Give the Kids a Break: Why Reducing Recess Time Doesn’t Work

A fidgety classroom makes for tough teaching.

Historically, students ran off their excess energy during recess, but over the past 20 years, increasing academic demands have squeezed schools’ ability to provide significant recess time.

It’s tempting to think we have to either cut recess to increase academic time or keep recess and risk students not learning what they need. But this is a false dichotomy. The facts suggest reducing recess time is bad for teachers and students alike.

Those who argue for reducing recess say less playground time equals more academic performance. Alia Wong’s recent article in the Atlantic (“Why Kids Need Recess and Why It’s Endangered”) explains that about one in three school districts reduced recess opportunities to make more room for academics after the passage of No Child Left Behind.

Others credit Common Core State Standards with greatly expanding academic expectations and thus increasing demand for teaching time. Moreover, playground time means minimal adult supervision, so some opponents of recess suggest that reducing playtime decreases bullying.

Why the critics are wrong about recess

Wong points out that research clearly defends recess from an academic standpoint. Her piece lists several studies that support recess as a net benefit to education rather than an option that diminishes learning.

The breaks and physical activity provided by playground time increase attentiveness and reduce fidgeting, helping student concentration and increasing learning. Fresh air and physical movement calm children — as research and parental experience shows.

Recess also provides opportunities for increasing core body strength and improving proprioception and hand-eye coordination. Playground games are about fun and competitiveness, but they also help young bodies develop. In a nation where obesity among youth is increasing, recess can address physical as well as mental requirements.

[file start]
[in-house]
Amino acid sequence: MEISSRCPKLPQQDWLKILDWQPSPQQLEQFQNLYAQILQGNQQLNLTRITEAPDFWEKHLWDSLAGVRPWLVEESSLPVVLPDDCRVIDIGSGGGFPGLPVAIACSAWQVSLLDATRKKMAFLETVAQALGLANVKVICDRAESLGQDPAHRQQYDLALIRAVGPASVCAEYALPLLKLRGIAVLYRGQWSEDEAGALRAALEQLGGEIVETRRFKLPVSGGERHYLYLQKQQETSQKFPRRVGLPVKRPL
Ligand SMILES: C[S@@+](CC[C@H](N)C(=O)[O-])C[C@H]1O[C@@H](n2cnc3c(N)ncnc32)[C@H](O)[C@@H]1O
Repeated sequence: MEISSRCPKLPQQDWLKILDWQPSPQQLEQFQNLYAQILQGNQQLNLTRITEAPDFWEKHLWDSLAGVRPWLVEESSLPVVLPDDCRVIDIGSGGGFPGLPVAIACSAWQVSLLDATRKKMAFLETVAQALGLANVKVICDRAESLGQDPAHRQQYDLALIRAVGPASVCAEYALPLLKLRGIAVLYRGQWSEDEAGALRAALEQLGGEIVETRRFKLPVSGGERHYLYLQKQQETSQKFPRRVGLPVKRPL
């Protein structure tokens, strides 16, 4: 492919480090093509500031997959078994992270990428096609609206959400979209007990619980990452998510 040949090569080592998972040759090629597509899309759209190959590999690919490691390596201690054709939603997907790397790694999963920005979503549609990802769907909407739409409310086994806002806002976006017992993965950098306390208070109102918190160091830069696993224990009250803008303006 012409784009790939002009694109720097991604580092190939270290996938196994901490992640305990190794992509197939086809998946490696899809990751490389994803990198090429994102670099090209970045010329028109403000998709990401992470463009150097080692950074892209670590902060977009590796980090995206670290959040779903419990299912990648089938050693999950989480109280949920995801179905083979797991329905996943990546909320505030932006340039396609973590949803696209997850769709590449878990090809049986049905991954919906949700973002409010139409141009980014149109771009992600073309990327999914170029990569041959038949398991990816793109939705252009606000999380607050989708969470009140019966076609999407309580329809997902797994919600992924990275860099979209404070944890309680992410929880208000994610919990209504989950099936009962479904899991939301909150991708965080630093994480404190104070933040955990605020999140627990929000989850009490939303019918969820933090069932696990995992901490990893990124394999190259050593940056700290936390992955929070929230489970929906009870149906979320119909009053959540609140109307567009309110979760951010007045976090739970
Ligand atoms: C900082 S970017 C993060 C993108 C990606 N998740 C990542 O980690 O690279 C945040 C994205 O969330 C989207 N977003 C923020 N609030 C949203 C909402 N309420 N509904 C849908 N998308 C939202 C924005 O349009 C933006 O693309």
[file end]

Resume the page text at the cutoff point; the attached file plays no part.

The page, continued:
Embracing the social benefits of recess

Vigilance against bullying is essential, of course, but we have to acknowledge how recess helps students learn to interact socially, develop leadership skills and widen their imagination. It just takes supervision, mentoring and modeling to help students learn how to be kind to one another. They cannot do so if they lose the chances for social interactions that recess allows.

Teachers in districts with reduced recess should incorporate physical play into their classroom, seeking kinetic opportunities at regular intervals and incorporating movement into their lessons. While this does not make up for the fresh air and large-muscle exercise that outside recess offers, it can provide a small boost to students. Breaks to stretch, jump or practice deep breathing can help provide some of the benefits of recess.

Saluting the power of outdoor play

We should all be aware that indoor activities are coping mechanisms and can never come close to replacing the experience of outdoor play. In districts where recess has been eliminated or reduced, teachers and parents should unite in their call for a renewal of playtime.

Of course the school day is about learning, not entertainment, but if recess increases a student’s ability to learn, it belongs in the schedule.

Monica Fuglei is a graduate of the University of Nebraska in Omaha and a current faculty member of Arapahoe Community College in Colorado, where she teaches composition and creative writing.

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